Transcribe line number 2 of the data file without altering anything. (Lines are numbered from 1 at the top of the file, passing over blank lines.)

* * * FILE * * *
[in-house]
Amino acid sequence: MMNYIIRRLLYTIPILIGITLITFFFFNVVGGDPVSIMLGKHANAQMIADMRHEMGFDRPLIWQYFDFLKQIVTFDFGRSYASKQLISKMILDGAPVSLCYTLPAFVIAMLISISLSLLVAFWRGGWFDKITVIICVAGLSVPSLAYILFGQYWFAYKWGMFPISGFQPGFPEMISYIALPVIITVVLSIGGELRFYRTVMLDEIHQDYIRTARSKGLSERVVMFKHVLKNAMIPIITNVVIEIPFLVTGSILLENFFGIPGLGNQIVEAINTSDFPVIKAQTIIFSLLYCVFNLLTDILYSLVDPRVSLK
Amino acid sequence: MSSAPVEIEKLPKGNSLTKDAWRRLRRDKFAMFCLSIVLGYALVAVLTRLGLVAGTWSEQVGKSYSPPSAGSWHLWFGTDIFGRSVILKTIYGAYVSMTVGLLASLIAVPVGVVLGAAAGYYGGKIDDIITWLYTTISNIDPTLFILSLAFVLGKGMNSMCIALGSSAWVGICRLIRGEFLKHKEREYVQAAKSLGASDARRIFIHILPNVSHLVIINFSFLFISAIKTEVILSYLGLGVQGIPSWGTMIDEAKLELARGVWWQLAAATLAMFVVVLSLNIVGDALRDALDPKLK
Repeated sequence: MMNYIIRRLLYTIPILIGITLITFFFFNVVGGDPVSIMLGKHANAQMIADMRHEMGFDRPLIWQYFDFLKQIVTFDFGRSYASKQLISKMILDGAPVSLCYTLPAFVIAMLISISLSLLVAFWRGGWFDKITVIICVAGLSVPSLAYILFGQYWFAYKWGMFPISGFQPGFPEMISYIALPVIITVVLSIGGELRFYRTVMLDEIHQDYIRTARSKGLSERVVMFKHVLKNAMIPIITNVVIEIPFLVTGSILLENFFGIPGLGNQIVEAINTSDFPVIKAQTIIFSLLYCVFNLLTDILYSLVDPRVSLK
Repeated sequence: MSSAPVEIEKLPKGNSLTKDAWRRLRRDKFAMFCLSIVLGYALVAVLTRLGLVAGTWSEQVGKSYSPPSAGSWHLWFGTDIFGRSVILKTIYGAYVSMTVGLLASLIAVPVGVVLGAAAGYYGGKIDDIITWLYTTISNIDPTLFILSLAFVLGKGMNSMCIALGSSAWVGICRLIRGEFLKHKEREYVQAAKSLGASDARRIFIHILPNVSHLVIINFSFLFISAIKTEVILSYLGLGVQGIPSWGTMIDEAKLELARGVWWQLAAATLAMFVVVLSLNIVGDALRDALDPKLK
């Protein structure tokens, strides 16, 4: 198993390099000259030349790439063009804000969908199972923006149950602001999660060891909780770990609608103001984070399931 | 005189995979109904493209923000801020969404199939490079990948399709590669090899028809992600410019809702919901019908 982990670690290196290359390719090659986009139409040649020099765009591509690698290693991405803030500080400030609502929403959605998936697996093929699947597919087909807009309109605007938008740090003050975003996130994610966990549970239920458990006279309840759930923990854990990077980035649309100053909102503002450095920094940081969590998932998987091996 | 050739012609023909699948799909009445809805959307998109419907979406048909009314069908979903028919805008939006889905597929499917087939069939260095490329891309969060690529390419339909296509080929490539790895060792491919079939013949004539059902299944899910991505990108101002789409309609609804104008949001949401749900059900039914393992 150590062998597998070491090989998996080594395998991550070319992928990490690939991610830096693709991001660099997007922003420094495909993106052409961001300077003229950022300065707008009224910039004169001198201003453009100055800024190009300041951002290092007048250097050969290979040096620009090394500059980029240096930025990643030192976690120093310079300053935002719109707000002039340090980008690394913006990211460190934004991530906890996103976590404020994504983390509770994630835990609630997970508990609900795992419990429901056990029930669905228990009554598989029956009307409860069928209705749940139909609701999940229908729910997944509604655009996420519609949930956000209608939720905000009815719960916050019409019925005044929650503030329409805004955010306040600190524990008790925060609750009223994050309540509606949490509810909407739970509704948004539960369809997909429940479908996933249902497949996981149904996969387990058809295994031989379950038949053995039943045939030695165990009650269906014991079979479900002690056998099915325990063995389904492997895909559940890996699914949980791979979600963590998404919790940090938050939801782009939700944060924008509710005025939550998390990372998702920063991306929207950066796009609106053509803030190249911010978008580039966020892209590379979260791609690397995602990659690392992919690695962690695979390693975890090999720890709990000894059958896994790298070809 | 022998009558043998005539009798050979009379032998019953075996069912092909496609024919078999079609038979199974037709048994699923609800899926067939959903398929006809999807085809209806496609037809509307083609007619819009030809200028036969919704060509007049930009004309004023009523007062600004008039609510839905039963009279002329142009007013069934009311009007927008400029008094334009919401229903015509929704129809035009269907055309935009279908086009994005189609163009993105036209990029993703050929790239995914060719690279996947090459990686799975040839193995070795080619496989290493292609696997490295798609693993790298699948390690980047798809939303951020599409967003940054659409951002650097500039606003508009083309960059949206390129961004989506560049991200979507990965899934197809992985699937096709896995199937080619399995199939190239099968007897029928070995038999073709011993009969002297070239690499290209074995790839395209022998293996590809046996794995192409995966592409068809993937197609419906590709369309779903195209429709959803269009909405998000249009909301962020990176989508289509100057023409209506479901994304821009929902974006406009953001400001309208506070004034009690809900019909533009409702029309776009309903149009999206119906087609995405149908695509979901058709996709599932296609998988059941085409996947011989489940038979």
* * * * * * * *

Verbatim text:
Amino acid sequence: MMNYIIRRLLYTIPILIGITLITFFFFNVVGGDPVSIMLGKHANAQMIADMRHEMGFDRPLIWQYFDFLKQIVTFDFGRSYASKQLISKMILDGAPVSLCYTLPAFVIAMLISISLSLLVAFWRGGWFDKITVIICVAGLSVPSLAYILFGQYWFAYKWGMFPISGFQPGFPEMISYIALPVIITVVLSIGGELRFYRTVMLDEIHQDYIRTARSKGLSERVVMFKHVLKNAMIPIITNVVIEIPFLVTGSILLENFFGIPGLGNQIVEAINTSDFPVIKAQTIIFSLLYCVFNLLTDILYSLVDPRVSLK